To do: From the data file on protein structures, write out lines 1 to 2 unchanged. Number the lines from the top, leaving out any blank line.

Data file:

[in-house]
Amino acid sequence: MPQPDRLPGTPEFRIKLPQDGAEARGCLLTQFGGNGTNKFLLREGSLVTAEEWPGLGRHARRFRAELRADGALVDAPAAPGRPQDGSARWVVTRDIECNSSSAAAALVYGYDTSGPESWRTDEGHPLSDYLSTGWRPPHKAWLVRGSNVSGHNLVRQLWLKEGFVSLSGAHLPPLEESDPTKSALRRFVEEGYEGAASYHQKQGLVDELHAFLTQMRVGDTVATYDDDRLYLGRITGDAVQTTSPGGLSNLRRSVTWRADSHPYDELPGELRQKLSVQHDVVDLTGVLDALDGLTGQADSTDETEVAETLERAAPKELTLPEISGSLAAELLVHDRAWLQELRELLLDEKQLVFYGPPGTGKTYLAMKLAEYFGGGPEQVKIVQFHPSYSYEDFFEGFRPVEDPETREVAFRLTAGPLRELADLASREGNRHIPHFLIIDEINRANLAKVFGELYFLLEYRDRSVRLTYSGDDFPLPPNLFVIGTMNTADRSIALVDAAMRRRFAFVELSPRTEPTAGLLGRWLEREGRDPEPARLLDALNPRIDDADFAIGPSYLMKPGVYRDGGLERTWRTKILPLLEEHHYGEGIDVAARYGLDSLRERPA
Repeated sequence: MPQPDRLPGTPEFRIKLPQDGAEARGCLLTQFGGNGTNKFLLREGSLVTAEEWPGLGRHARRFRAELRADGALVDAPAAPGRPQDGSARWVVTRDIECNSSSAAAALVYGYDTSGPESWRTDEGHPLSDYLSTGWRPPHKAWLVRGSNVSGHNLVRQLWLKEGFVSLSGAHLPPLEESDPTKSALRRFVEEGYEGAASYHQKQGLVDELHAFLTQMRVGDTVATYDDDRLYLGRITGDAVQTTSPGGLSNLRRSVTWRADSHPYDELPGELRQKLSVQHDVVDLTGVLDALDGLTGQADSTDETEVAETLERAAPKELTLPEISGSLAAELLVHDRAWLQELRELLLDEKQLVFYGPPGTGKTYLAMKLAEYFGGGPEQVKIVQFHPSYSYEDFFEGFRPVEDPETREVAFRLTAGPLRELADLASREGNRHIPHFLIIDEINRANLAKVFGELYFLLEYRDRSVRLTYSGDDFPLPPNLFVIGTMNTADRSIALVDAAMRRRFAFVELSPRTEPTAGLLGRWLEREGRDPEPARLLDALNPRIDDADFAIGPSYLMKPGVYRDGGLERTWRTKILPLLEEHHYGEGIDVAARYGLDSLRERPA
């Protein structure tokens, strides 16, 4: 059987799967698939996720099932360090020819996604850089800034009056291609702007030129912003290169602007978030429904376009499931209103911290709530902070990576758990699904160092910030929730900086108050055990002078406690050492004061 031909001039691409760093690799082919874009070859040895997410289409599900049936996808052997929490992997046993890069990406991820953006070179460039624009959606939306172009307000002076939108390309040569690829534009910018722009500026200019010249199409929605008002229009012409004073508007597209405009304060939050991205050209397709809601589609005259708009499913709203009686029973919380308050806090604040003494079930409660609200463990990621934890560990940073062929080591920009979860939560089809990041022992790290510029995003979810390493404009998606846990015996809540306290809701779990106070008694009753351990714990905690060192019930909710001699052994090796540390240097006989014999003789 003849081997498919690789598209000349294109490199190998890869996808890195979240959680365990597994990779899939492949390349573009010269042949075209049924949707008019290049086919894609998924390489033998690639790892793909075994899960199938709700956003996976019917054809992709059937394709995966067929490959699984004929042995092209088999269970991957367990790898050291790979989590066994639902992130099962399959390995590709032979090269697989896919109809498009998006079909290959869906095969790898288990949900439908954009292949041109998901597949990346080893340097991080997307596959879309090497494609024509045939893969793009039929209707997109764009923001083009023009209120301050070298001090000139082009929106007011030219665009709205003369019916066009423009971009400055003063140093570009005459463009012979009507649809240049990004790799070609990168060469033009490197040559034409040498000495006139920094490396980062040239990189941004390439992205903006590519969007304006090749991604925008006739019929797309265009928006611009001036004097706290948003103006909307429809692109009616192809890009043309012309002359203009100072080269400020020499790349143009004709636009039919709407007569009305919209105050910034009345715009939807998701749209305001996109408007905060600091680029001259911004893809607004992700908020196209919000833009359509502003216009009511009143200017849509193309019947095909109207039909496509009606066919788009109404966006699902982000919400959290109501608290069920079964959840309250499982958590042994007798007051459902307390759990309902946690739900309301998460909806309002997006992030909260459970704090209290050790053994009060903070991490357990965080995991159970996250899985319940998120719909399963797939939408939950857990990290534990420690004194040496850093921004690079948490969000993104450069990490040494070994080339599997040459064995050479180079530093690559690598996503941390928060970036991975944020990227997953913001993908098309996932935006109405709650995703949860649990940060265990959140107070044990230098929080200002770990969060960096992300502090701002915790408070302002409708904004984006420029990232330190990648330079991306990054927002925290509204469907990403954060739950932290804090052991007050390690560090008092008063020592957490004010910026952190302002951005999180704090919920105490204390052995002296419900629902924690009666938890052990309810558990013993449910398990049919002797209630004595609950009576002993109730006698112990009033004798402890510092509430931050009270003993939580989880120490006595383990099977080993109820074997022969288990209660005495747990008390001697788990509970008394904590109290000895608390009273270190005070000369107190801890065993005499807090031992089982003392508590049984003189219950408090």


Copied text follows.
[in-house]
Amino acid sequence: MPQPDRLPGTPEFRIKLPQDGAEARGCLLTQFGGNGTNKFLLREGSLVTAEEWPGLGRHARRFRAELRADGALVDAPAAPGRPQDGSARWVVTRDIECNSSSAAAALVYGYDTSGPESWRTDEGHPLSDYLSTGWRPPHKAWLVRGSNVSGHNLVRQLWLKEGFVSLSGAHLPPLEESDPTKSALRRFVEEGYEGAASYHQKQGLVDELHAFLTQMRVGDTVATYDDDRLYLGRITGDAVQTTSPGGLSNLRRSVTWRADSHPYDELPGELRQKLSVQHDVVDLTGVLDALDGLTGQADSTDETEVAETLERAAPKELTLPEISGSLAAELLVHDRAWLQELRELLLDEKQLVFYGPPGTGKTYLAMKLAEYFGGGPEQVKIVQFHPSYSYEDFFEGFRPVEDPETREVAFRLTAGPLRELADLASREGNRHIPHFLIIDEINRANLAKVFGELYFLLEYRDRSVRLTYSGDDFPLPPNLFVIGTMNTADRSIALVDAAMRRRFAFVELSPRTEPTAGLLGRWLEREGRDPEPARLLDALNPRIDDADFAIGPSYLMKPGVYRDGGLERTWRTKILPLLEEHHYGEGIDVAARYGLDSLRERPA